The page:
I’m struck by how you phrased what “would have been his and his wife’s 30th anniversary.” It *was* the 30th anniversary of the day your boyfriend and his late wife married. There’s no “would have been” about it. Phrasing it like the anniversary only exists if both spouses are alive is dismissive, like the death of your boyfriend’s wife erased their marriage, their love, and their history together. It doesn’t work that way. When people vow to stay married “until death do us part,” they aren’t agreeing to only love and celebrate each other until death parts them.
Love doesn’t disappear when someone dies – it simply changes shape. In time, space is made for new and different love – but the love that existed before is still there; it doesn’t evaporate into thin air. If you are blindsided by this — blindsided that your boyfriend might have conflicting feelings so soon after losing his wife – it isn’t your boyfriend’s fault and it most certainly isn’t his grieving kids’ fault; frankly, it’s your own fault. You were naive to think a man could whole-heartedly commit to you in the way you crave mere months after his wife of nearly 30 years passed away. Can someone in his shoes find new love and commit so quickly? Yeah, I know for a fact it happens. But to expect it – to count on it, to feel bitter and blindsided when it doesn’t? Well, that suggests a shallow understanding of both grief and love.
It sounds to me that you were a bit of a rebound for your old high school boyfriend – a way of delaying or softening the unyielding punch of grief. That doesn’t mean that your boyfriend lied to you — and if he did, it’s only because he was lying to himself; he may very well love you and want a future with you. But he’s clearly still wading through the currents of grief, and the life jacket your relationship provided him early on is no longer cutting it. He needs some space to learn how to coast and float with the current until it weakens enough that he can stand on his own two feet. This isn’t his fault or your fault or his kids’ fault. This is life, this is grief, and this is love – though whether any of it is for you will need to be determined later.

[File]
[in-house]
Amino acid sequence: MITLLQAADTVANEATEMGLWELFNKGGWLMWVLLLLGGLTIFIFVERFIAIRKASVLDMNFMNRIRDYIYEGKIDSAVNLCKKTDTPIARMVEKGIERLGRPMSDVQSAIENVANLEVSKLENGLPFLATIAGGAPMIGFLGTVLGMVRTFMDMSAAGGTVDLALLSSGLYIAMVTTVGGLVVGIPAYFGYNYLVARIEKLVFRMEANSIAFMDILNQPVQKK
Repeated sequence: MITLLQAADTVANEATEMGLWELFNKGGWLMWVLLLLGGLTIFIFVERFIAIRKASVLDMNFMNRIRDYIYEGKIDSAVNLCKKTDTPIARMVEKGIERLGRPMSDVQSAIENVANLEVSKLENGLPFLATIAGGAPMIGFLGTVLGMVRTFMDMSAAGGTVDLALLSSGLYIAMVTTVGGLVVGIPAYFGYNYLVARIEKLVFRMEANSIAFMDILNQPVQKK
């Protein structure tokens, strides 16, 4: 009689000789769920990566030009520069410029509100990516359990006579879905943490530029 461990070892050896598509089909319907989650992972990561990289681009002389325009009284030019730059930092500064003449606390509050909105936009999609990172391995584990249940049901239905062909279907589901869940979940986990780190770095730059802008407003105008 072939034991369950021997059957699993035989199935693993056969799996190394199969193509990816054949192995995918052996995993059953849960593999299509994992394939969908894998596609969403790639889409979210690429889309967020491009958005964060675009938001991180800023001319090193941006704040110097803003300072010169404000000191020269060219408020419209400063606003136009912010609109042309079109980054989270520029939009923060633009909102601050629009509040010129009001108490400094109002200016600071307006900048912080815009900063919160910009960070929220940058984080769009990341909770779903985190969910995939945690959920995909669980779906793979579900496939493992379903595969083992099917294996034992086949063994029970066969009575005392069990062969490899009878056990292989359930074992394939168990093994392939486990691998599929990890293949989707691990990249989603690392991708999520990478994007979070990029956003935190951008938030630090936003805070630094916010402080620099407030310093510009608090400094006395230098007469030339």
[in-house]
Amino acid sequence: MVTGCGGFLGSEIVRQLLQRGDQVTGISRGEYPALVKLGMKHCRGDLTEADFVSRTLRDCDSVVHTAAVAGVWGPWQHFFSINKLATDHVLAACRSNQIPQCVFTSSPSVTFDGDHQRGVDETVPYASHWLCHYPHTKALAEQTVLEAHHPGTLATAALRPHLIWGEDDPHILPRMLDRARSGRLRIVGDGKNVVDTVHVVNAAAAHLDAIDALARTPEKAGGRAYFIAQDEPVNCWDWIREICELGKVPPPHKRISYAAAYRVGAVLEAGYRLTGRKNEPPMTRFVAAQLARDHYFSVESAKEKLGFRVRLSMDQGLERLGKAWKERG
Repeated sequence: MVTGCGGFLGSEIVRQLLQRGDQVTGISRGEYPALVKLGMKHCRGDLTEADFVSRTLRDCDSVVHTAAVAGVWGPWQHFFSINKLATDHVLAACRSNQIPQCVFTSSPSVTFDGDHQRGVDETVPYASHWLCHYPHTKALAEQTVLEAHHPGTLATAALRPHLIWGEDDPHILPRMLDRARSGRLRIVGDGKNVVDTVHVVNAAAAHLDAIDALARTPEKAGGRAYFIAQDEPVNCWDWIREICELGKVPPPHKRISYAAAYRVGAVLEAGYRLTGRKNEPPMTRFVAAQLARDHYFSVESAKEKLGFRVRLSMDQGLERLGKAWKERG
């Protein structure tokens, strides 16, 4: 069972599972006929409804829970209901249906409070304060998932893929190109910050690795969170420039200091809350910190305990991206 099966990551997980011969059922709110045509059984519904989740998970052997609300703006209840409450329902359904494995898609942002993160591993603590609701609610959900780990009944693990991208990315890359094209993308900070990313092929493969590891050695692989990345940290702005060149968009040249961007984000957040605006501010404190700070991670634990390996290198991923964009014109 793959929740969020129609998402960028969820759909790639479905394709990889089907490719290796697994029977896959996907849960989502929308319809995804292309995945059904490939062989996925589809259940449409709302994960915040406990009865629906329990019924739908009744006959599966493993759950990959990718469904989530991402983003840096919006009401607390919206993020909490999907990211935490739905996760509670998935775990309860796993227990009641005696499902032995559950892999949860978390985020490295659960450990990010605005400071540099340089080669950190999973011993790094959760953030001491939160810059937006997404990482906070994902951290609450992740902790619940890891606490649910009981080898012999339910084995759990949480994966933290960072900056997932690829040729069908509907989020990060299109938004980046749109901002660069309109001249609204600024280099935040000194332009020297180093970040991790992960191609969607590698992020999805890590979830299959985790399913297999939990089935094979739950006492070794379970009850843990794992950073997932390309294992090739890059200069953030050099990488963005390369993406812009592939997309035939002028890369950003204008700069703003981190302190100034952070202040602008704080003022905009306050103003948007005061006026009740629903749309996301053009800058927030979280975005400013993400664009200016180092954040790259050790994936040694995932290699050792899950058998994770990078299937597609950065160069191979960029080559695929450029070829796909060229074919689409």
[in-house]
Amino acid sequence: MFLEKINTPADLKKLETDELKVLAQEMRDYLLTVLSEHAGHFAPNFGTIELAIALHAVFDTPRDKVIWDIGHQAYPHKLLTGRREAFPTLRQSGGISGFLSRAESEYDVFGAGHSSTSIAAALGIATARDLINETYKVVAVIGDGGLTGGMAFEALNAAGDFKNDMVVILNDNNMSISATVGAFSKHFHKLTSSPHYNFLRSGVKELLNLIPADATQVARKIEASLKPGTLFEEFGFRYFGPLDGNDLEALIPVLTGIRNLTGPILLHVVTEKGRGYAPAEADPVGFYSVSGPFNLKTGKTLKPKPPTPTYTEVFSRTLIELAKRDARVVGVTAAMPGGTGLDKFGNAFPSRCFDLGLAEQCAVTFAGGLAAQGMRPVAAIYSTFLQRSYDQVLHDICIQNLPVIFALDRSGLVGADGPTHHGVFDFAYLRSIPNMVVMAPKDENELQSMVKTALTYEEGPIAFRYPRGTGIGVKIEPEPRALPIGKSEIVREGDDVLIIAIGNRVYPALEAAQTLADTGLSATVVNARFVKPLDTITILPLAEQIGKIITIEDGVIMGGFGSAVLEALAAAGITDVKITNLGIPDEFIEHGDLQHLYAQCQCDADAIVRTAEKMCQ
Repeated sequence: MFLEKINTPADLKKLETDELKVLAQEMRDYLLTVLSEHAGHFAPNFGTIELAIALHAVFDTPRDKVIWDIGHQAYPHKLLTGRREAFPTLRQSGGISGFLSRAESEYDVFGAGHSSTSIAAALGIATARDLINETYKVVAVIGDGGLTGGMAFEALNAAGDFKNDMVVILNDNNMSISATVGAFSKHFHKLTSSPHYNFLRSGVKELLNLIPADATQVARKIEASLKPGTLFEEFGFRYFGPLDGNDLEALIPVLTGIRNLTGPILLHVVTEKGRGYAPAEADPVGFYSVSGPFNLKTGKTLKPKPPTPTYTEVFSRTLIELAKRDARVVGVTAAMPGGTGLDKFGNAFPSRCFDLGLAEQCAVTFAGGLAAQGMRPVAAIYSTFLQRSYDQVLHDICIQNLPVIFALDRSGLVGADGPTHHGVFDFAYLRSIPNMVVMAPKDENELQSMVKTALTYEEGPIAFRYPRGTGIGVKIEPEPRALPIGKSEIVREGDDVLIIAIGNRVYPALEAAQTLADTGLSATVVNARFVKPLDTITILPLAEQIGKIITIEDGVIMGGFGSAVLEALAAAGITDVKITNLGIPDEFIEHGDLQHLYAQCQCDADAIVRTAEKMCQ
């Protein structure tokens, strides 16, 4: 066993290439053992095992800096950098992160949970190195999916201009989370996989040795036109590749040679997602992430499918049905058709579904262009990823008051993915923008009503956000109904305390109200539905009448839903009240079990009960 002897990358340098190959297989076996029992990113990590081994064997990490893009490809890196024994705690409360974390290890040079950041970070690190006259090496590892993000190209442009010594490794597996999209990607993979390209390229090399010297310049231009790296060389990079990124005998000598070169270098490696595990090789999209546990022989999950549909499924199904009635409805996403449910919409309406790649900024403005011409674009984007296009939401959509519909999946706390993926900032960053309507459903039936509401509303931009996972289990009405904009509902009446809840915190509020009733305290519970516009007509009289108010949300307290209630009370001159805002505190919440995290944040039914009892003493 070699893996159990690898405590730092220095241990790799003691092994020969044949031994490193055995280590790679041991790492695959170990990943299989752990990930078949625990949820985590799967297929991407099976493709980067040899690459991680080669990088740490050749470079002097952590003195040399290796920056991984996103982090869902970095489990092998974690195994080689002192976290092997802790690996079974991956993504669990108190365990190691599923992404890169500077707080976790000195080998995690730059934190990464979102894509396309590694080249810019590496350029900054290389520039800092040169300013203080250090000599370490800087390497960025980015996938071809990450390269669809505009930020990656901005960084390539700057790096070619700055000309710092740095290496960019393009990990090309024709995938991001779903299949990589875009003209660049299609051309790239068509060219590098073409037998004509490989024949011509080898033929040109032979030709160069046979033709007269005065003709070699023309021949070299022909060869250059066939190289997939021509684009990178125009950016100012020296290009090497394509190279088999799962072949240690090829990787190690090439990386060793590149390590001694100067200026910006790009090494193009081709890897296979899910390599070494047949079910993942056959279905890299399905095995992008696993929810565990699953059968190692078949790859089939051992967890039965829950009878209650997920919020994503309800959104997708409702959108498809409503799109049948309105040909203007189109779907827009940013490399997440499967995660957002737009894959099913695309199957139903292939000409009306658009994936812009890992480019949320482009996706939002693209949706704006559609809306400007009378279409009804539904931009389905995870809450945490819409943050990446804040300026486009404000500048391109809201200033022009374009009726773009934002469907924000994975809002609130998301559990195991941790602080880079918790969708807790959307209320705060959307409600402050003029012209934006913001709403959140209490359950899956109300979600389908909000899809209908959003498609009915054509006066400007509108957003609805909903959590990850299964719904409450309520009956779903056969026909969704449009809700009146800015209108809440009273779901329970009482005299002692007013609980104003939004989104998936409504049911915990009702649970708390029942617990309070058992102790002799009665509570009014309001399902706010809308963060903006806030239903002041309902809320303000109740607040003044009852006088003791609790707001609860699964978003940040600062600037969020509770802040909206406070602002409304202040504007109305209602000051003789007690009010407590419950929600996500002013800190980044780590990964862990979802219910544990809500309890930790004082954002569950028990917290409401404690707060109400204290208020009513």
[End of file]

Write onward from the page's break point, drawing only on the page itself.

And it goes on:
The love he shares with his wife still exists. It has and is changing shape, hopefully making space for new love — space that maybe you will fit seamlessly into. But your boyfriend is letting you know in the only way he’s able to right now that he isn’t quite as ready for new love as he thought it was. If you want to preserve any chance of a relationship with this man once his heart has fully healed, set him free. As the saying goes: If he doesn’t come back, he was never yours to begin with.
He knows that you don’t want your kids losing a relationship if yours with him doesn’t work out, which is why he has zero interest in meeting them. This should tell you exactly everything you need to know about his long-term commitment to you and where he sees your relationship going.